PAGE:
The limitations in terms of factual accuracy and the difficulties in updating datasets are two crucial issues in the field of Generative AI. As we write in a post dedicated to this topic, at Aptus.AI we are aware of how Generative AI models are very good at generating linguistically correct and apparently reliable texts, but equally inadequate at ensuring their precision and accuracy from a factual point of view. Since they are very complex probabilistic models, they are able to predict the next sentence on the basis of a probability calculation. Their sophistication allows Generative AI models to return answers of such quality that they all seem correct, but, as we know, this is not always true. In fact, Language Models generate sentences based on the data they have, namely the data used to train them. This, however, can cause some so-called “hallucinations”, namely answers that appear to be true, perhaps very likely, but nonetheless not factually correct or simply not up-to-date with the latest news.
“Hallucinations”, then, is the term used to define the most obvious errors that LMs make in returning factual answers. This topic, which is extremely discussed today, has been the focus of research and development activities at Aptus.AI for several years now. In fact, in unsuspected times, we wrote how the true power of Natural Language Processing is knowing its limits. On the other hand, it is equally fundamental to know all the technological developments that attempt to overcome these limits, as we have done in the past, since the introduction of AI Transformers and the creation of Geppetto, the first Italian-speaking text generation model (based on GPT-2), developed in collaboration with the Bruno Kessler Foundation, the University of Groningen and the ILC-CNR. This is why Google Bard's mistake, which caused 100 billion dollars in stock market losses, and the low accuracy of Bing AI, Microsoft's Conversational AI based on ChatGPT, did not surprise us. On the contrary, evidence like this prompted us to study Generative AI and innovative techniques to make them reliable. And this is exactly how we integrated Retrieval Augmented Generation into our Language Models, thus offering up-to-date and reliable answers to the users of our RegTech SaaS, by using Daitomic Chat, an innovative Conversational AI service dedicated to regulatory analysis.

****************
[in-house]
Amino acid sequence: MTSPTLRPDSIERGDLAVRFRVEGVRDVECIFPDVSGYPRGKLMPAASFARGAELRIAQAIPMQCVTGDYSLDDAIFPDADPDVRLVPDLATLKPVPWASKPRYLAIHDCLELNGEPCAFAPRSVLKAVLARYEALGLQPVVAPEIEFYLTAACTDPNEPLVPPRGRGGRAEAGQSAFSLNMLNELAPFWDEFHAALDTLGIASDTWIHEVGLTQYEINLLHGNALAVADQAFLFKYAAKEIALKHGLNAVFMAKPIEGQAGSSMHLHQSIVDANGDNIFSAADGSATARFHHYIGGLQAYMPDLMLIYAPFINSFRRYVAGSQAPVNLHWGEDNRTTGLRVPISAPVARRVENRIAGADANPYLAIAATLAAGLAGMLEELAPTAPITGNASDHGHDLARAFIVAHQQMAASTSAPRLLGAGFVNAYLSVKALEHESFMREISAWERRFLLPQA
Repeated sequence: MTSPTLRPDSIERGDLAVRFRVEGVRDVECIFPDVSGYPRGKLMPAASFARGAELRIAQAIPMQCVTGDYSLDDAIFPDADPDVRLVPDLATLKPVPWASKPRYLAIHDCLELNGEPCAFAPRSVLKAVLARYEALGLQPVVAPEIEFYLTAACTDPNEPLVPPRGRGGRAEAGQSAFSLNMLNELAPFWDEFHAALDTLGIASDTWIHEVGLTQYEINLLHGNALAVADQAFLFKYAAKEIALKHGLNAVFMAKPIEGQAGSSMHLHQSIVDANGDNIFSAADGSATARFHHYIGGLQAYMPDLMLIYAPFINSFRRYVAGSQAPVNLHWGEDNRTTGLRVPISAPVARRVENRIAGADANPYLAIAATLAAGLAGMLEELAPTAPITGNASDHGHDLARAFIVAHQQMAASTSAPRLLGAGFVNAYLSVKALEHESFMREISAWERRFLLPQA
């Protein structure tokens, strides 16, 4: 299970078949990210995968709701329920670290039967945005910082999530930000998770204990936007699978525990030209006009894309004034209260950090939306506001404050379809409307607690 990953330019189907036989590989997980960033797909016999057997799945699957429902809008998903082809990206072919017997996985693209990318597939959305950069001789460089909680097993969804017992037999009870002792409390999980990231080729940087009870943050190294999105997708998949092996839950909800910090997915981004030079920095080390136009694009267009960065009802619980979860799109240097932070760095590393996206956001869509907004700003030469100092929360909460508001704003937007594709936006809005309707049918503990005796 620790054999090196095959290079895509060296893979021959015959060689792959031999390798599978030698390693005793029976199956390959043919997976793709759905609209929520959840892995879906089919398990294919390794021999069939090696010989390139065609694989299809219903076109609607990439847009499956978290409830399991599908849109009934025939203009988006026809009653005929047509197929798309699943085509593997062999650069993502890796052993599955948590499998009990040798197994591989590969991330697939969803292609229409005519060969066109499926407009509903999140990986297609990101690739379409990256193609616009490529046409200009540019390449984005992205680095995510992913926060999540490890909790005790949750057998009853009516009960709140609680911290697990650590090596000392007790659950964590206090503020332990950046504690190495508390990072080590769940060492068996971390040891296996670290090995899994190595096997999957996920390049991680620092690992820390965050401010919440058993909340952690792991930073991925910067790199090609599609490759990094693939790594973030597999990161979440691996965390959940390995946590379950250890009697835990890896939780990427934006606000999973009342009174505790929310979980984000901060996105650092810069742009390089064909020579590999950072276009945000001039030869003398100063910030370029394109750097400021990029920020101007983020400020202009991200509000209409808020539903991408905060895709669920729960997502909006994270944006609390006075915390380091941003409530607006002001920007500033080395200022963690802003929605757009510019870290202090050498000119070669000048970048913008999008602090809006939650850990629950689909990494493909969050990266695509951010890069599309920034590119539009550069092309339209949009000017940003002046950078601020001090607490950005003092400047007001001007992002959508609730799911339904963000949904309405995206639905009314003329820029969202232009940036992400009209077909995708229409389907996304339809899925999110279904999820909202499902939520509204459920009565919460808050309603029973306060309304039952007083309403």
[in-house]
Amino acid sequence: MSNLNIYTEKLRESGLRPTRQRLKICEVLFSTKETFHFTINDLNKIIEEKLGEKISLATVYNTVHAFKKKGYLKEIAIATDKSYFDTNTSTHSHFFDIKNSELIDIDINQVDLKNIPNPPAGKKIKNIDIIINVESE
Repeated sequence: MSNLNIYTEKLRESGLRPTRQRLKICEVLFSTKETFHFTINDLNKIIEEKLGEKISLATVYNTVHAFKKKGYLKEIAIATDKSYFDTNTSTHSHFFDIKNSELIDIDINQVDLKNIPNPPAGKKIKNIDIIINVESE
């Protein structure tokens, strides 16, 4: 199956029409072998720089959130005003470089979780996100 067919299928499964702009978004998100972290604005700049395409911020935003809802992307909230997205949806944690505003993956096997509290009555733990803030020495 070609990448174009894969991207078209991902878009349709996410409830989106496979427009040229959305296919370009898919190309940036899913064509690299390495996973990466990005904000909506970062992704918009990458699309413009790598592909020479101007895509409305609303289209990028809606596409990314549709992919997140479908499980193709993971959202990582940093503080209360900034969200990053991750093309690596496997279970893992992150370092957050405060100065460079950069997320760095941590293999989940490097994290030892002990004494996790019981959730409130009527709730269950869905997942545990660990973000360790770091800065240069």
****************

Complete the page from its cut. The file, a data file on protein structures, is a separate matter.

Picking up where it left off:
After this necessary introduction, we can finally enter the world of Retrieval Augmented Generation. In the AI section of Meta's blog, this methodology was presented in a clear and effective manner. RAG provides an architecture that adds an additional step compared to standard Generative AI models, which receive one sequence of words as input and return another as output. With the RAG methodology, the input is still passed directly to the text generator, but also used to retrieve a set of relevant documents on the topic from an additional source. These two sources, acting together, complement each other, thus integrating all the information and also being capable of generating correct answers even in cases where these are not found verbatim in any of the documents. Above all, models using Retrieval Augmented Generation provide unprecedented flexibility, as there is no need to retrain them to obtain up-to-date answers, but just to replace the documents used to retrieve the information.